access. Old cars, RVs, boats, and debris piles should
be away from structures with accessible, wide pathways.
This demonstration house had easy access,
smart new landscaping, and so many other positive
aspects that would be welcome sights to firefighters
when minutes mean everything
The firewood was stacked well away from
the house, but in contrast, the four feet high by
10 feet long woodpile was next to the propane tank,
even under it. This could present a problem.
“We would have to send a crew there to clear
that,” said Chief Marquez.
Which brings us back to square one.
Would your house be defendable? A good
start is to ensure that your spaces are defensible.
Visit the Cal Fire website at www.fire.ca.gov
for more information on fire safety.
Public comment requested
Park Ridge wireless tower
An environmental assessment for the proposed
construction of an 80-foot cellular tower on Park
Ridge near Grant Grove in Kings Canyon National Park
has been released by Sequoia and Kings Canyon National
Parks. The National Park Service is required by the
Telecommunications Act of 1996 to consider all applications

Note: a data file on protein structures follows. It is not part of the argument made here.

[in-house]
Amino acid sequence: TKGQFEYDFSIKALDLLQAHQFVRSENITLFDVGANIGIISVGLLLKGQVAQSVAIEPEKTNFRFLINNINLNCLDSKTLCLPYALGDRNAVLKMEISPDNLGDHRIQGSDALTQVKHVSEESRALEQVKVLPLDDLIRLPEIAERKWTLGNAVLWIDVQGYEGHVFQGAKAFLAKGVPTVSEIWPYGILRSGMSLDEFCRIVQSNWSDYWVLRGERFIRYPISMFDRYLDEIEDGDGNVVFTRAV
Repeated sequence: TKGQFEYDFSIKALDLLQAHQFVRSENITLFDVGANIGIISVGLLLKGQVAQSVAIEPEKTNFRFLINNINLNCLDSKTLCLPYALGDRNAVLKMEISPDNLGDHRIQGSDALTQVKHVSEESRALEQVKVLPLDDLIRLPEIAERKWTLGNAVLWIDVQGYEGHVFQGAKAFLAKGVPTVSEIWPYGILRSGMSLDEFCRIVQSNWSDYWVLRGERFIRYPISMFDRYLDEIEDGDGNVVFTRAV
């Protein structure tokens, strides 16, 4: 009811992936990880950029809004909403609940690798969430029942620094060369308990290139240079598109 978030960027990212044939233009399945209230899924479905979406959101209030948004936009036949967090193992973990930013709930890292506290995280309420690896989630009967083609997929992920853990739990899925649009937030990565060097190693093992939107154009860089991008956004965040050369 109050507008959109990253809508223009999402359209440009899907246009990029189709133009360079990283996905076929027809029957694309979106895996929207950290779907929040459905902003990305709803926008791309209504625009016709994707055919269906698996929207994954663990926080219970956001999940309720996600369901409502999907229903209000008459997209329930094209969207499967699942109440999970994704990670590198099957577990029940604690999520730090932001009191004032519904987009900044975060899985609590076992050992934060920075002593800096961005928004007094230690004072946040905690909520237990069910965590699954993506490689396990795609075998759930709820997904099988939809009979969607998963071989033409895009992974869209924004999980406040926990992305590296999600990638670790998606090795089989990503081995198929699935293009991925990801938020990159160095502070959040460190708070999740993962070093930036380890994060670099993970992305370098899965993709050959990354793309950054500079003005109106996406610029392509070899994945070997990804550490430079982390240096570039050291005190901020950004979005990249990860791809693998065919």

for the installation of cellular equipment on NPS
In June 2007, Verizon Wireless submitted
an application to the NPS to construct, operate, and
maintain a wireless telecommunications facility on
Park Ridge near Grant Grove Village in Kings Canyon
National Park. Park Ridge is an established telecommunications
site for Sequoia-Kings Canyon. Current structures
on Park Ridge include two concrete-block structures
containing NPS and U.S. Forest Service communications
equipment with power generators, a 20-foot fire lookout
tower, two 40-foot lattice towers with NPS and USFS
telecommunications equipment, and a 30-foot tower
on the NPS communications building supporting a passive
reflector used for landline service operated by Verizon
The tower would provide wireless communication
and Internet coverage along a portion of the Generals
Highway and State Highway 180 in the vicinity of Grant
Grove Village and Wilsonia in Kings Canyon and nearby
undeveloped areas within the park and the surrounding
Giant Sequoia National Monument. The telecommunications
facility would include an 80-foot monopole tower with
antennas, a prefabricated single-story building beside
the tower for equipment storage, and a standby generator.